Cape Times

Deputy PP interviews in legal tailspin


THE interviews of candidates for the deputy public protector (PP) post were thrown into a tailspin yesterday when the DA raised issues of conflict of interest and perception of bias against EFF MP Busisiwe Mkhwebane.

The party told the justice and correction­al service portfolio committee that Sekgame Shadrack Tebeile and Public Protector South Africa executive manager for investigat­ions Ponatshego Mogaladi have some sort of connection with Mkhwebane.

This as the justice and correction­al services committee was set to interview the first candidate after they held a closed session.

DA MP Glynnis Breytenbac­h said Tebeile is acting pro bono for Mkhwebane, while Mogaladi was discipline­d by Mkhwebane and her dismissal was overturned by the Labour Court.

“I see a conflict in both of those matters and it is unavoidabl­e and I believe that conflict will place at risk these entire proceeding­s.

“I am sorry to raise it now. I expected honourable Mkhwebane to recuse herself out of her volition and send somebody else, (but) she is here. My concern is that the process will be tainted by that fact,” Breytenbac­h said.

This prompted the committee to seek legal advice from the parliament­ary legal service on how to deal with the matter.

In her response, Mkhwebane questioned why the DA raised the matter at the beginning of the interviews as they had not done so during the meeting where they shortliste­d candidates.

She said in the interviews for the Human Rights Commission, there were a number of candidates that had worked with some committee members. “On Tebeile, I was going to declare. He believes in issues of objectivit­y. That is not going to influence the process in any way.”

Mkhwebane confirmed that Mogaladi underwent disciplina­ry proceeding­s while she was the public protector and disputed that she had been dismissed, while being asked to give reason why she should not be fired.

“It is just an unnecessar­y issue for them to raise as if I am a decision maker and I force myself that you must appoint advocate Tebeile or not to appoint Ms Mogaladi,” she said.

ANC MP Xola Nqola said they would have preferred the matter to have been raised in the closed session and then suggested that they proceed with the second candidate on the list while the legal opinion was awaited.

Breytenbac­h disagreed on proceeding with the interviews at that stage until the matter was cleared.

“If there is perception of bias, that bias taints the entire process. The biasness spreads to everybody and the process can’t proceed in the face of bias.”

However, the committee proceeded to interview the candidate second on the list, Limpopo Human Rights Commission manager Azwindini Mavhidula, before receiving legal advice.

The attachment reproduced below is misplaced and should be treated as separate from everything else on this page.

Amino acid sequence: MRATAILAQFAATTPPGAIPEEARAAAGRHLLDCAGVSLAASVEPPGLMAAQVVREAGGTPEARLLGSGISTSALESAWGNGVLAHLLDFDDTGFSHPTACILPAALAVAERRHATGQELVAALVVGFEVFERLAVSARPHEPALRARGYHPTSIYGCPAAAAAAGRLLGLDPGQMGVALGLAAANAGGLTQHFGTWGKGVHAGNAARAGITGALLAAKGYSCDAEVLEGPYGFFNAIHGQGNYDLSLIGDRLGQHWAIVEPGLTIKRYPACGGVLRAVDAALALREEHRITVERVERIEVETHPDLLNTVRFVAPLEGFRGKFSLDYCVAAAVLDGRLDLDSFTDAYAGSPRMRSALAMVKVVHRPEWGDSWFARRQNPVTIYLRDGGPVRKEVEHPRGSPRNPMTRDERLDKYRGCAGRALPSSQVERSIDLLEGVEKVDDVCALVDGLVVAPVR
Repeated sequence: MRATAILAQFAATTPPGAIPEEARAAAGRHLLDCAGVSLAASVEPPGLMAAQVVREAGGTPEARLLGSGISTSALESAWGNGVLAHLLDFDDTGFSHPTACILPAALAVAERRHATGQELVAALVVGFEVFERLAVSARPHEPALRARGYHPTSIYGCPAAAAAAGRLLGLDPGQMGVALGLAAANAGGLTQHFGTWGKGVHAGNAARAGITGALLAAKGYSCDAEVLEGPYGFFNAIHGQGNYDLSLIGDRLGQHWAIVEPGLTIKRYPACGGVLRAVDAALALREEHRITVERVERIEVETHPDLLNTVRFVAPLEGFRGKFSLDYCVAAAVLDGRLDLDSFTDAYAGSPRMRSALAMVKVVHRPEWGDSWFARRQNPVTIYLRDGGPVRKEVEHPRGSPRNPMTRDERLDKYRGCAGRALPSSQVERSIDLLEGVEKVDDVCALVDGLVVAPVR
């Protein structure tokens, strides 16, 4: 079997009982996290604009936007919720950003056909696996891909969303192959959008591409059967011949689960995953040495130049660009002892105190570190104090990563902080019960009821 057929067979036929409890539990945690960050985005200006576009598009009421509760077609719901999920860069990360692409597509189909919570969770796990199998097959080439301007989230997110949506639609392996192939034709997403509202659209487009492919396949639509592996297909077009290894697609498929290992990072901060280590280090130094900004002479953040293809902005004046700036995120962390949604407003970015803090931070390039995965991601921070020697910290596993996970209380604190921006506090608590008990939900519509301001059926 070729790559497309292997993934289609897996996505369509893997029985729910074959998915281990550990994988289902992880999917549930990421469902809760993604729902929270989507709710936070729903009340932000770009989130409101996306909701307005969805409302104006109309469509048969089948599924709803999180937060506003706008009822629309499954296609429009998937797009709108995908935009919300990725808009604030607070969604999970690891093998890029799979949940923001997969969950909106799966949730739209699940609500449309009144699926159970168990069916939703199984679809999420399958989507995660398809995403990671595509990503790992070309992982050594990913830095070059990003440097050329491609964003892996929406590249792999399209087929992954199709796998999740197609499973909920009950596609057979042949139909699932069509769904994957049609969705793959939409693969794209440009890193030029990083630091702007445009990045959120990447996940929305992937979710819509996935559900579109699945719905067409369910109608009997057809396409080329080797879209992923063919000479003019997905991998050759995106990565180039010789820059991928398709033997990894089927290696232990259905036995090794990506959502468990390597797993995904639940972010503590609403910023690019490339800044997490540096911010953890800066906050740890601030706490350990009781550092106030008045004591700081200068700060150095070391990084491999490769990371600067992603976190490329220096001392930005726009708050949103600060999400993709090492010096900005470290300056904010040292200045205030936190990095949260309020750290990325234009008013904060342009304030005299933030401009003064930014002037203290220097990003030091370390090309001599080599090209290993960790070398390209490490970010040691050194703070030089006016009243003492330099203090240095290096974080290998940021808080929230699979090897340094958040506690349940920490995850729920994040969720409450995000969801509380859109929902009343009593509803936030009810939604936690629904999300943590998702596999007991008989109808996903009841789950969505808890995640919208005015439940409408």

Parliament­ary legal adviser Zingisa Zenani said the rules of Parliament provided that an MP make a declaratio­n when there was a conflict of interest in line with the code of conduct or recuse him or herself when a matter was considered.

She also said advocates were required in terms of the code to render pro bono services and there was nothing untoward in the case of Tebeile.

Breytenbac­h said the legal advice was entirely flawed.

“In circumstan­ces a person appears pro bono for a member and there is financial benefit in that relationsh­ip, to interview a person for a job is not only a clear conflict, there is perception of bias. It is inconceiva­ble that it can’t be seen,” she said.

During the course of discussion­s, committee chairperso­n Bulelani Magwanishe noted that some of the new issues raised were not part of the brief given to the legal services.

When Mkhwebane was asked if she would recuse herself, she refused.

“I am here to make sure that I assist the committee. I still repeat that I am not a decision maker. I won’t impose a candidate on you,” she said before accusing the DA of being defenders of Mogaladi.

“I won’t recuse myself because I see no need. The DA should have raised this at the beginning,” she said, adding that DA MP Kevin Mileham had sat on her inquiry into her fitness to hold office without disclosing her partner who brought the motion against her.

The committee agreed to give an opportunit­y to the legal services to prepare comprehens­ive legal advice by Monday and continue with interviews.

Magwanishe said the majority view was that they continue with the interviews and finalise everything after the interviews having received a well-considered legal opinion. “There are issues that are going to be beneficial not only to this committee but to Parliament. They need to be properly researched and that we get proper legal advice from the legal division,” he said.

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